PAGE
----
Topic: Sports & Entertainment

“Cooter” Lashes Out

Ben Jones, whose career highlight was either being a U.S. Congressman or playing “Cooter” on “The Dukes of Hazzard” TV show, depending on how much reverence you have for Congressmen these days, has called for a public boycott of the new movie based on the show. In a press release, Jones notes that “From all I have seen and heard, the ‘Dukes’ movie is a sleazy insult to all of us who have cared about the ‘Dukes of Hazzard’ for so long.” So he’s demanding that the producers take all the sex out of the movie, which if you’ve seen Jessica Simpson in her Daisy Duke shorts would probably require putting her in a burka. “Let’s send them a message: ‘If you don’t clean it up, we’re not going to see it.’ Maybe a kick in their pocketbook will get their attention,” concludes the epistle from “Cooter’s Place.”

What’s the matter with this? Well, to begin with, all Jones has actually seen is the film’s trailer, so he has no legitimate basis to be calling for a boycott. This is irresponsible and unfair, but there’s a twist, and he hints at it in the release: “You probably know that the creators of this film wanted absolutely nothing to do with the original members of the cast,” he writes. “Doesn’t that seem strange to you, given how popular our show is right now, and how popular our cast still is? After all, our huge success for so many years is the reason they are making the film, and the film, after all, is about usÂ…

“Sure it bothers me that they wanted nothing to do with the cast of our show, but what bothers me much more is the profanity laced script with blatant sexual situations that mocks the good clean family values of our series. Now, anybody who knows me knows that I’m not a prude. But this kind of toilet humor has no place in Hazzard County. Rather than honoring our legendary show, they have chosen to degrade it.”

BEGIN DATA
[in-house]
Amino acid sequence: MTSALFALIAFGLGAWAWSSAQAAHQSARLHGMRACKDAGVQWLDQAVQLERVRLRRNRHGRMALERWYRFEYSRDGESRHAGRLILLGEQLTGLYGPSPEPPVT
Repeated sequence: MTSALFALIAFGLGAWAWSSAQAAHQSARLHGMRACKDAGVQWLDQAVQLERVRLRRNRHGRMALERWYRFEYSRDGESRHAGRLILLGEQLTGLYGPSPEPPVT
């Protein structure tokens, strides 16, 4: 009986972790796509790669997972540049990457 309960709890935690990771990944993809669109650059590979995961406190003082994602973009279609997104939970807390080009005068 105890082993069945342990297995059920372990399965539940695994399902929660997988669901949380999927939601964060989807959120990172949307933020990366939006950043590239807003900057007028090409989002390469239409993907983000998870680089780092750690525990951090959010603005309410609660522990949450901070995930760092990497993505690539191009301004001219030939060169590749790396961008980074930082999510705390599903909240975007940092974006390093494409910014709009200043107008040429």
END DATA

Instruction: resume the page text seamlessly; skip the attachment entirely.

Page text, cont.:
Translation: the original cast wanted to get involved in this project and get a piece of the pie, and because “Cooter” is now an old coot and the original Daisy Duke, Catherine Bach, couldn’t fit into her old cut-offs with a crow-bar and half the cast is dead, the producers didn’t bite. This boycott smells of pay-back.

When you think about it, Jones’ argument is pretty hard to swallow. The TV show about moonshine runners who routinely break the law in dozens of ways may have been harmless fantasy, but the lists of “family values” usually don’t include “bootlegging.” And while there may still be fans of the original who aren’t embarrassed to admit they ever watched the show, The Dukes of Hazzard was undeniably one of the dumbest programs that ever made it on the air. “Legendary?” “The Dukes of Hazzard” made a Roadrunner cartoon look like Timon of Athens; it made “Three’s Company” look like a Noel Coward play; it made “The Beverly Hillbillies” look like Kaufman and Hart.

Deathless art, it wasn’t.

Boycotts are serious things, have serious financial consequences, and should be reserved for use as a last resort in issues of grave importance. For Jones to set out to hurt a studio’s bottom line because he finds Jessica Simpson’s thespian take on Daisy Duke a tad carnal, or worse, because he’s ticked-off that the film’s producers didn’t give one last hurrah to an old character actor who can’t get a part or win an election, or even worse still, because he’s hoping to get himself back into the news, is self-centered and nasty conduct that the fictional Cooter wouldn’t have tolerated.

And it isn’t on the list of “family values’ either.

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